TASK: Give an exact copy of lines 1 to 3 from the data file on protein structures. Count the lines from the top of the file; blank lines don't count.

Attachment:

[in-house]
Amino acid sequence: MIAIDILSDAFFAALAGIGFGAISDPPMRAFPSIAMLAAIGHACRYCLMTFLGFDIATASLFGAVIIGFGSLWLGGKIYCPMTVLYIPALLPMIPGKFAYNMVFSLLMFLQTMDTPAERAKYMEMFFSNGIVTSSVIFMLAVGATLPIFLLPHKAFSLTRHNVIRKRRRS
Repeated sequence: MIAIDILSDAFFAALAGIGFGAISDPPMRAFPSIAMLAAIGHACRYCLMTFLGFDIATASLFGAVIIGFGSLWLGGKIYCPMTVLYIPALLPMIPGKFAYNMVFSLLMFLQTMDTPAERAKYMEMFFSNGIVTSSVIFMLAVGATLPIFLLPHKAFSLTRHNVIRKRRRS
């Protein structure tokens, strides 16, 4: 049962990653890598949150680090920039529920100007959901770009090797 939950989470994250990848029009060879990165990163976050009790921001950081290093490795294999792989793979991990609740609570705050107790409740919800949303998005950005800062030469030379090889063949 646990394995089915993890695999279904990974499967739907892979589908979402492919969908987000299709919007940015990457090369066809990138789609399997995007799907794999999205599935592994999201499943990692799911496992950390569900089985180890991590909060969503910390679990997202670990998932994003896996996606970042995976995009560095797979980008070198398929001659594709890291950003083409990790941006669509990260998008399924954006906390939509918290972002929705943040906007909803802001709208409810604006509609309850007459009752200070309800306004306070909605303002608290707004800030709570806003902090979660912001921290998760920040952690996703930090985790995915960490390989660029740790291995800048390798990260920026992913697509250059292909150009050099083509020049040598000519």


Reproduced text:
[in-house]
Amino acid sequence: MIAIDILSDAFFAALAGIGFGAISDPPMRAFPSIAMLAAIGHACRYCLMTFLGFDIATASLFGAVIIGFGSLWLGGKIYCPMTVLYIPALLPMIPGKFAYNMVFSLLMFLQTMDTPAERAKYMEMFFSNGIVTSSVIFMLAVGATLPIFLLPHKAFSLTRHNVIRKRRRS
Repeated sequence: MIAIDILSDAFFAALAGIGFGAISDPPMRAFPSIAMLAAIGHACRYCLMTFLGFDIATASLFGAVIIGFGSLWLGGKIYCPMTVLYIPALLPMIPGKFAYNMVFSLLMFLQTMDTPAERAKYMEMFFSNGIVTSSVIFMLAVGATLPIFLLPHKAFSLTRHNVIRKRRRS